`(d^2y)/(dt^2)`=`T/mu(d^2y)/(dx^2)`.

The second derivative with respect to time is related to the second derivative with respect to position. This is no more than a fancy mathematical statement of the intuitive fact developed above, that the string accelerates so as to flatten out its curves.

Before even bothering to look for solutions to this equation, we note that it already proves the principle of superposition, because the derivative of a sum is the sum of the derivatives. Therefore the sum of any two solutions will also be a solution.

Based on experiment, we expect that this equation will be satisfied by any function `y(x,t)` that describes a pulse or wave pattern moving to the left or right at the correct speed `v`. In general, such a function will be of the form `y=f(x-vt)` or `y=f(x+vt)`, where `f` is any function of one variable. Because of the chain rule, each derivative with respect to time brings out a factor of `±v`. Evaluating the second derivatives on both sides of the equation gives

`(+-v)^2 f''=T/muf`.

Squaring gets rid of the sign, and we find that we have a valid solution for any function `f`, provided that `v` is given by

This specific result for the speed of waves on a string, `v=sqrt(T"/"mu)`, is utterly unimportant. Don't memorize it. Don't take notes on it. Try to erase it from your memory.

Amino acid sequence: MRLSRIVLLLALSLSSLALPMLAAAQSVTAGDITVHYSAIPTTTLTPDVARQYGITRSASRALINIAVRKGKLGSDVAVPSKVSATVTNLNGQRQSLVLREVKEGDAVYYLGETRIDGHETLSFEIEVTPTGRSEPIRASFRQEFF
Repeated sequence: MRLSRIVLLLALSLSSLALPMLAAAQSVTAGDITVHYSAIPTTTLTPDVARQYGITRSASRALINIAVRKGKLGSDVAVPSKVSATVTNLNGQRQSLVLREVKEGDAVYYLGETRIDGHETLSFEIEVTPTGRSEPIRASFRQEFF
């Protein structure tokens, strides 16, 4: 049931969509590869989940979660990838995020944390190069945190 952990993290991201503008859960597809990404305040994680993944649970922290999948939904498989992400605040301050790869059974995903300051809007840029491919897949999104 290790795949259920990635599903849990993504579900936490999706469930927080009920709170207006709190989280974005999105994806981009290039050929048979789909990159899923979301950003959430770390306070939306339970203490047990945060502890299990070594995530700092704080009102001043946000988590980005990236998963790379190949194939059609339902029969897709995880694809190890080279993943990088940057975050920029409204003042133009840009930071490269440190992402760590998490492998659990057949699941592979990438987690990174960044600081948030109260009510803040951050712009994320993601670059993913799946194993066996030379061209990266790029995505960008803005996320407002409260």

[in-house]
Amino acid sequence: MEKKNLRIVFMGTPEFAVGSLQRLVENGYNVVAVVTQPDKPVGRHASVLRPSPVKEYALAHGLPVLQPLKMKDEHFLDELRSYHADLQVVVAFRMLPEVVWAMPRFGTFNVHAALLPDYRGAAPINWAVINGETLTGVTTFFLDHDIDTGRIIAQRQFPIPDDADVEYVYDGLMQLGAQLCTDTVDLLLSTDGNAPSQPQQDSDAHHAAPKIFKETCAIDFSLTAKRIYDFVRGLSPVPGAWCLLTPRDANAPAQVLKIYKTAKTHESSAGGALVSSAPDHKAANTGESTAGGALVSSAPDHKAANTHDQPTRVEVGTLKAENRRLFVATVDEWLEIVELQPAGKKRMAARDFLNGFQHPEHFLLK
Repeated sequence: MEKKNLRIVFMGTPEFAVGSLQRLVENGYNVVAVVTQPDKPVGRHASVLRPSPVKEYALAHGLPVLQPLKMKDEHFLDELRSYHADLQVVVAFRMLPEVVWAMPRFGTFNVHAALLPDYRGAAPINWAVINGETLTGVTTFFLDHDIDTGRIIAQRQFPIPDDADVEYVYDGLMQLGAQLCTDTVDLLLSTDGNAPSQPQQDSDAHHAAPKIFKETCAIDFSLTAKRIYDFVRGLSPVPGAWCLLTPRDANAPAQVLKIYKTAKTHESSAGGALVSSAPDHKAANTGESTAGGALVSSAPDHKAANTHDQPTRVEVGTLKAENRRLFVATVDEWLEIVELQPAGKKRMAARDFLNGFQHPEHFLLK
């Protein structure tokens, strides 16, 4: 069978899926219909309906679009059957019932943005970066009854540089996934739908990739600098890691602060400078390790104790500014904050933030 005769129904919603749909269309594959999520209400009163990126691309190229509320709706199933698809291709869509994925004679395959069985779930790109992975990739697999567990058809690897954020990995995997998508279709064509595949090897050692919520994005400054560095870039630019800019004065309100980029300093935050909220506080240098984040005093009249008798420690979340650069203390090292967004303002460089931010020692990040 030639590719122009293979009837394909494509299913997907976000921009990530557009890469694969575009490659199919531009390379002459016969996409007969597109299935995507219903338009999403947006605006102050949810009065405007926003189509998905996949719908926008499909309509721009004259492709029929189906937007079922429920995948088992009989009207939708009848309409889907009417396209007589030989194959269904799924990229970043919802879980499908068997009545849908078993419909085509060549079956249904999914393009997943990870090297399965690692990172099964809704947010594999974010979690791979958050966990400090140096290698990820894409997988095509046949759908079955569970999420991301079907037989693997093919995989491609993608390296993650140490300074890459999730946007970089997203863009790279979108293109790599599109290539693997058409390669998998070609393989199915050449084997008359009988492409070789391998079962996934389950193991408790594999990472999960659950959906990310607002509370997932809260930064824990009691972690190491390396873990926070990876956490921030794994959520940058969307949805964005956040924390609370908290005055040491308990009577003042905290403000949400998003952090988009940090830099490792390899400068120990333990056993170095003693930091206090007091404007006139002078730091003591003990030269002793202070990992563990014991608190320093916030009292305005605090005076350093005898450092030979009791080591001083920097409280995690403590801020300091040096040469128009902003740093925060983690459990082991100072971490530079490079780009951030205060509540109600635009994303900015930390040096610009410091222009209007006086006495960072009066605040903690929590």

What *is* important about this result is that it is an example of two things that are usually true, at least approximately, for mechanical waves in general:

- The speed at which a wave moves does not depend on the size or shape of the wave.
- The speed of a mechanical wave depends on a combination of two properties of the medium: some measure of its
*inertia*and some measure of its*tightness*, i.e., the strength of the force trying to bring the medium back toward equilibrium.

*self-check:*

(a) What is it about the equation `v=sqrt(T"/"mu)` that relates to fact 1 above? (b) In the equation `v=sqrt(T"/"mu)`, which variable is a measure of inertia, and which is a measure of tightness? (c) Now suppose that we produce compressional wave pulses in a metal rod by tapping the end of the rod with a hammer. What physical properties of the rod would play the roles of inertia and tightness? How would you expect the speed of compressional waves in lead to compare with their speed in aluminum?

(answer in the back of the PDF version of the book)

19.2 Waves on a string by Benjamin Crowell, Light and Matter licensed under the Creative Commons Attribution-ShareAlike license.